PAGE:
- Read-Through My first real revision step is just to re-read the book. I don’t make a ton of changes. I’ll fix what I can, sure. Clean things up. Fix obvious holes, errors, train wrecks. But before I dive into cutting and slashing, I want to reacquaint myself with the story, and I want to get a feel for the big-picture, overall pacing, and structure. As I read, I make a summary of each chapter in a separate document. I record what happens, who we meet, how each chapter ends. I include the word count so I can take note of any egregiously long or short chapters. And I make notes on what works in each chapter, what falls flat, and how it can be improved.
- The Heavy Lifting Now comes the work. I’ve written and read and recorded the whole thing. It’s laid out before me like a cadaver. The sheet is off. Scalpel, please. I look at my drafting notes, I look at my read-through notes, and I dig in. Cut out the waste. Add in the gold. Clean up the transitions. Streamline the pace. Solidify the structure. Turn up the voice (or, sometimes, turn down the voice). Sometimes I make huge changes: cut this whole character! Wipe out the first three chapters! Completely change the ending! Whatever. I do whatever it takes to make the story true, and make the story work, and make the story sing.
- First Reader At some point, I’ve done all I can to a book for awhile. I’m numb. I can’t even really see it anymore because it’s all I’ve been looking at. I need another “walk away” (see Step 2 above), but this time it’s going to be a dual-purpose walk away. Because while I’m NOT reading or thinking about this #*+$ing book that I probably hate by now, someone else will be. For me, my first reader is always my wife. This is an absolutely necessary, don’t-even-think-of-skipping-it step. Before you ever send anything out to an agent or editor, you have to get feedback from someone else. The pictures in my head are probably vivid and compelling and clear, but I’ve got the advantage of having that picture in my head...the words I’ve written may fall far short of what I was aiming at, and I may not be able to see it. Another reader will find flaws and weaknesses and plot holes that I never could myself. They can point out descriptions that don’t work, characters that aren’t likable, scenes that aren’t believable. They can also, by the way, tell me what’s working. They can point out the gold I might have lost sight of in all the tedious work I’ve been doing. They might just remind me why I fell in love with the story in the first place, long before I hated it.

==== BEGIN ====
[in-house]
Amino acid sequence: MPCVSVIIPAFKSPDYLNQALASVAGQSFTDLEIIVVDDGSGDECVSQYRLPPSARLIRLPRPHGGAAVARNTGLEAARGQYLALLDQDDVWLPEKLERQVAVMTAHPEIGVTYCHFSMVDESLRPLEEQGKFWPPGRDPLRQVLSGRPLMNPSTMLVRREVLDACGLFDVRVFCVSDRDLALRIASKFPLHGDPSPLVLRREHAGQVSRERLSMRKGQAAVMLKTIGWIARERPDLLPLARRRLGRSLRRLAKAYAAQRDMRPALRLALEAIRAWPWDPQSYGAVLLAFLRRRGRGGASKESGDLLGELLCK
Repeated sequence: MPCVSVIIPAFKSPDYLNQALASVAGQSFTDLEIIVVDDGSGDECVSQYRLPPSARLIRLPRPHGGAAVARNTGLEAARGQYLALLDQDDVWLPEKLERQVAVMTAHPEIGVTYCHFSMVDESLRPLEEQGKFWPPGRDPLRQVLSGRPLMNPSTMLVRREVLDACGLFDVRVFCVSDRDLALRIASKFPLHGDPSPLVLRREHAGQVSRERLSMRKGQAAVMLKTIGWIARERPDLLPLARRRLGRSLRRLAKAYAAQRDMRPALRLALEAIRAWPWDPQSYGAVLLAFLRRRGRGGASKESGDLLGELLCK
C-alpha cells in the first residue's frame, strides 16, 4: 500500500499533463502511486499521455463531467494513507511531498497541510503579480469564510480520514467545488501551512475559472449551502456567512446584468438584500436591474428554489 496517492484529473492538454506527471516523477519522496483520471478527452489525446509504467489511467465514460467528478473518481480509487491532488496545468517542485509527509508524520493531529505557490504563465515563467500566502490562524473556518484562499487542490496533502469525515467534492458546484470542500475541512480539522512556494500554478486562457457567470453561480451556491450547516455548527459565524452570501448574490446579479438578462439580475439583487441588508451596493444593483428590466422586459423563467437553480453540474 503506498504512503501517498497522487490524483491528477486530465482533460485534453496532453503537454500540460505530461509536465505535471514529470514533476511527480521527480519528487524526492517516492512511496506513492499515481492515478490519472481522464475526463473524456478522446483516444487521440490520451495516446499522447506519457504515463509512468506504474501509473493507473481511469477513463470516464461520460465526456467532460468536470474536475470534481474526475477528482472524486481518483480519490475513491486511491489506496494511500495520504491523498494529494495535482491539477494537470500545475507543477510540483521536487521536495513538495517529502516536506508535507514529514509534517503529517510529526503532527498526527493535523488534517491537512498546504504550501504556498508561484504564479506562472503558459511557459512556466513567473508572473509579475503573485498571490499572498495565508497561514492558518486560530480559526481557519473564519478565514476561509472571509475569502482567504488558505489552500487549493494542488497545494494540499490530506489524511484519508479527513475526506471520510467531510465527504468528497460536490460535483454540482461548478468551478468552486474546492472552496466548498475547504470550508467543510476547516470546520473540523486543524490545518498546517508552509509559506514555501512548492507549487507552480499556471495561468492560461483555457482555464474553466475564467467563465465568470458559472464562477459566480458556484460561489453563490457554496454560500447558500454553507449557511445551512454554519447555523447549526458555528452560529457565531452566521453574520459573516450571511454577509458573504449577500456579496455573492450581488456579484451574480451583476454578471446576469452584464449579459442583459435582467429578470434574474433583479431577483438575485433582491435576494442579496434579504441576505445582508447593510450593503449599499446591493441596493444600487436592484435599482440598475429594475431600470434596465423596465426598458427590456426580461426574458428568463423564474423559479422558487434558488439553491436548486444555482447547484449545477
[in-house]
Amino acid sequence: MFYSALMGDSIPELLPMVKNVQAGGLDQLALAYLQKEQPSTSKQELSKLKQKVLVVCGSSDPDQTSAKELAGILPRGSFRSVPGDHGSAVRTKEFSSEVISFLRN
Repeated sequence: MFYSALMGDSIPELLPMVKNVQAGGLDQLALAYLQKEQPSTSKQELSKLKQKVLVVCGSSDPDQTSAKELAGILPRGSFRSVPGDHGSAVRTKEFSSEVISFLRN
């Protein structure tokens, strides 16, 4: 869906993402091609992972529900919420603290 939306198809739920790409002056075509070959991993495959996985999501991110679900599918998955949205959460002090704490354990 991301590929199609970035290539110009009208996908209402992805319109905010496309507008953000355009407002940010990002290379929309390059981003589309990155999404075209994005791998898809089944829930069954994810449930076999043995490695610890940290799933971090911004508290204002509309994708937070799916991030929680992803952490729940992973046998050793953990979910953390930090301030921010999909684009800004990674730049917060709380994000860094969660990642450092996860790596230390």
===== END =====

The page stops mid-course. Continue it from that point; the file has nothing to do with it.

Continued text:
- Feedback Injection Simple stuff here. I go through the book again, addressing the weaknesses and flaws that my first reader or readers pointed out. I don’t have to agree with everything they say, but I should listen to and consider everything they say.
- Repeat Steps 2-6 As Needed Yup. Sometimes a story’s shine stubbornly refuses to come out. You know there’s some prime meat there, but it might take quite a few passes to get through all the gristle and sinew. But you love your story, right? And you want it to be as good as it can possibly be, right? So we do the work. This step, for me, keeps going right up until the book goes to the printer. I can always see ways to make sentences, scenes and stories better (even after a book gets published, which is agonizing).